Saturday, February 4, 2012

Steve Jobs, Genius and asshole

I just finished reading Walter Isaacson's biography of Steve Jobs, racing through almost six hundred pages in two days. 

It is a riveting history of our own time, at least one facet of it. I'm old enough to remember Apple II's on a desk at school. And here I am writing on an iPad 2.

It is also fascinating as a business history. Even in a company that turns out to be (eventually) as successful as Apple, the amount of internal resistance and bickering and nastiness and infighting is remarkable. Getting anything useful done seems to elicit fierce resistance.

And I really enjoyed the story of how Toy Story came together at Pixar, partly because of the teleological overtone:

The idea that John Lasseter pitched was called “Toy Story.” It sprang from a belief, which he and Jobs shared, that products have an essence to them, a purpose for which they were made. If the object were to have feelings, these would be based on its desire to fulfill its essence. The purpose of a glass, for example, is to hold water; if it had feelings, it would be happy when full and sad when empty. The essence of a computer screen is to interface with a human. The essence of a unicycle is to be ridden in a circus. As for toys, their purpose is to be played with by kids, and thus their existential fear is of being discarded or upstaged by newer toys. 

But Jobs comes across as one of the meanest, nastiest individuals of recent history as well. He abandoned and denied his daughter for years, pointlessly insulted people, got thrown out of his own company because people had no confidence in him. He succeeded despite his lack of tact, not because of it.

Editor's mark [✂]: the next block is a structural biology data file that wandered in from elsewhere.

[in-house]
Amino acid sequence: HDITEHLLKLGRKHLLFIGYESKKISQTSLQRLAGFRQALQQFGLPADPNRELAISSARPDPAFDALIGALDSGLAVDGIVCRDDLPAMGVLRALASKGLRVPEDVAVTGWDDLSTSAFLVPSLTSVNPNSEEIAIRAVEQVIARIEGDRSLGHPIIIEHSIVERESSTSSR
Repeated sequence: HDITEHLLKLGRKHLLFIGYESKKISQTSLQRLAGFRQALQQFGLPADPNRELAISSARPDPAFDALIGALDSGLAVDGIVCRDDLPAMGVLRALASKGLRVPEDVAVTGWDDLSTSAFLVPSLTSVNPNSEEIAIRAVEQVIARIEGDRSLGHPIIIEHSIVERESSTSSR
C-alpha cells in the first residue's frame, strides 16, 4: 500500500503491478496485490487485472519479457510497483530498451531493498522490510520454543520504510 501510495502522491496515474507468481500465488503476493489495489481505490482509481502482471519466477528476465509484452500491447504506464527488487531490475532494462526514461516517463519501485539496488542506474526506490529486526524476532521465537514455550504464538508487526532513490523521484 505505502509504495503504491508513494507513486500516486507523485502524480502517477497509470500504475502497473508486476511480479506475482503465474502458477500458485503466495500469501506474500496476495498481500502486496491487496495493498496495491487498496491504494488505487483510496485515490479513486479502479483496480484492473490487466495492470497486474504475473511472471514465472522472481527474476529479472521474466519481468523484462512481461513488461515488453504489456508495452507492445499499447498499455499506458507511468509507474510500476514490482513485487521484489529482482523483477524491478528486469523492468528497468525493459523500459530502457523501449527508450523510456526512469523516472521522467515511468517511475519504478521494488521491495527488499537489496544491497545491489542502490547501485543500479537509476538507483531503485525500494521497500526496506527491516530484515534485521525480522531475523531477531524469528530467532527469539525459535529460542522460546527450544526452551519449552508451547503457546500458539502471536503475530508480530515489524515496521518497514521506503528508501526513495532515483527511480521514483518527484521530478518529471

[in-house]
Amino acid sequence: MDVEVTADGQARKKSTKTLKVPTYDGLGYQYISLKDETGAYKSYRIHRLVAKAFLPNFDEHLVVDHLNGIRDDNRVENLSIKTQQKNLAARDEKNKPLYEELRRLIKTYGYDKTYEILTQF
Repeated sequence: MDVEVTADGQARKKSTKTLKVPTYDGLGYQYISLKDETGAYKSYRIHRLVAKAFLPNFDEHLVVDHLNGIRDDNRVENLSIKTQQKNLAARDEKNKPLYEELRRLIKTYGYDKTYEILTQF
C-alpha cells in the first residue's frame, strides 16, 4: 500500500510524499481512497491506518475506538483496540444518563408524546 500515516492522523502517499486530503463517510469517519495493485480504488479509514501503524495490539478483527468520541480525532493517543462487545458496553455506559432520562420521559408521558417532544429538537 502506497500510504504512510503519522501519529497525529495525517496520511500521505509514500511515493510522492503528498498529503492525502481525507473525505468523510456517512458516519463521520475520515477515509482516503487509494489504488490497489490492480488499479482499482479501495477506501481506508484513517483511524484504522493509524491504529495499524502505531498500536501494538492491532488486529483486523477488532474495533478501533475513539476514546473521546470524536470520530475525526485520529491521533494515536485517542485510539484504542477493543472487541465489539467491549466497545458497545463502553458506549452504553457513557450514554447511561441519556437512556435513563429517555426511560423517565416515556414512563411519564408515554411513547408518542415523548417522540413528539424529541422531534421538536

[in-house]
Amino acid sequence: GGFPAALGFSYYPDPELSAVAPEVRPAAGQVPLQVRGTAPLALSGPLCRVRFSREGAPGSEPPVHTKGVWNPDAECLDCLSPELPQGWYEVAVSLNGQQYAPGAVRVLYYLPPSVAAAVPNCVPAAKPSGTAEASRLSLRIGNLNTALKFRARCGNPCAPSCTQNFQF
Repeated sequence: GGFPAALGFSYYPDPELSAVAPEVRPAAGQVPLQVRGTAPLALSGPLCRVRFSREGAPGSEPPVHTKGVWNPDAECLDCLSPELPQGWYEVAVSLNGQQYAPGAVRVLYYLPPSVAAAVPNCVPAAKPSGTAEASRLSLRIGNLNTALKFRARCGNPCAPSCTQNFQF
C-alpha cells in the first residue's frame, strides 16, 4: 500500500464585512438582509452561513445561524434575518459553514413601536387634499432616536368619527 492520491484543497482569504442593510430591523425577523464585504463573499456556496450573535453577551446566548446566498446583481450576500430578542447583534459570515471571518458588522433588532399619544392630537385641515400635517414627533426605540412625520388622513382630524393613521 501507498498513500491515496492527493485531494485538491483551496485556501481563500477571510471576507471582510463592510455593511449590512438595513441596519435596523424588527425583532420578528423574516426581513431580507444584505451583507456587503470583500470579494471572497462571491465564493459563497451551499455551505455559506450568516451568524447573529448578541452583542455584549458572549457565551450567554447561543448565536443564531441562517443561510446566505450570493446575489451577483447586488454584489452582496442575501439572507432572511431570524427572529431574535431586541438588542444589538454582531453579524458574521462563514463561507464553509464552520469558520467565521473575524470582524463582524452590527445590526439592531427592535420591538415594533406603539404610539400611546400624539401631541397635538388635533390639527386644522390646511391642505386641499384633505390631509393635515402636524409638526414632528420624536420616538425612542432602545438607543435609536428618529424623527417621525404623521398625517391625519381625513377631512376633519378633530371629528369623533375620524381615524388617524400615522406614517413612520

He had tremendous ability to focus, but it also meant he could disengage and fail to deal with issues.

Jobs’s intensity was also evident in his ability to focus. He would set priorities, aim his laser attention on them, and filter out distractions. If something engaged him—the user interface for the original Macintosh, the design of the iPod and iPhone, getting music companies into the iTunes Store—he was relentless. But if he did not want to deal with something—a legal annoyance, a business issue, his cancer diagnosis, a family tug—he would resolutely ignore it.

Did the meanness work?

The nasty edge to his personality was not necessary. It hindered him more than it helped him. But it did, at times, serve a purpose. Polite and velvety leaders, who take care to avoid bruising others, are generally not as effective at forcing change. Dozens of the colleagues whom Jobs most abused ended their litany of horror stories by saying that he got them to do things they never dreamed possible. And he created a corporation crammed with A players. 


I do buy into his belief that if you start having lots of B players in an organization, they start hiring Cs and before long you are ruined. You need really good people. But he had good people spend months refitting factories just to change the color of the assembly machines. That was just crazy tyranny. 


So what was it?

Was he smart? No, not exceptionally. Instead, he was a genius. His imaginative leaps were instinctive, unexpected, and at times magical. He was, indeed, an example of what the mathematician Mark Kac called a magician genius, someone whose insights come out of the blue and require intuition more than mere mental processing power. Like a pathfinder, he could absorb information, sniff the winds, and sense what lay ahead.   

That is something. But it came with a lot of petulance and idiosyncrasy. He had the weirdest diet habits, like long fasts and eating nothing but carrots for three weeks, then abandoning it for some other vegan affectation. He seems very screwed up. 

Isaacson gives the last word to Jobs. This is nice as a philosophy of life,  however:

Everything I do depends on other members of our species and the shoulders that we stand on. And a lot of us want to contribute something back to our species and to add something to the flow. It’s about trying to express something in the only way that most of us know how—because we can’t write Bob Dylan songs or Tom Stoppard plays. We try to use the talents we do have to express our deep feelings, to show our appreciation of all the contributions that came before us, and to add something to that flow. That’s what has driven me. 

So most of us are not billionaires who transform entire industries at a time. And that's OK. The people closest to Jobs often paid the price.

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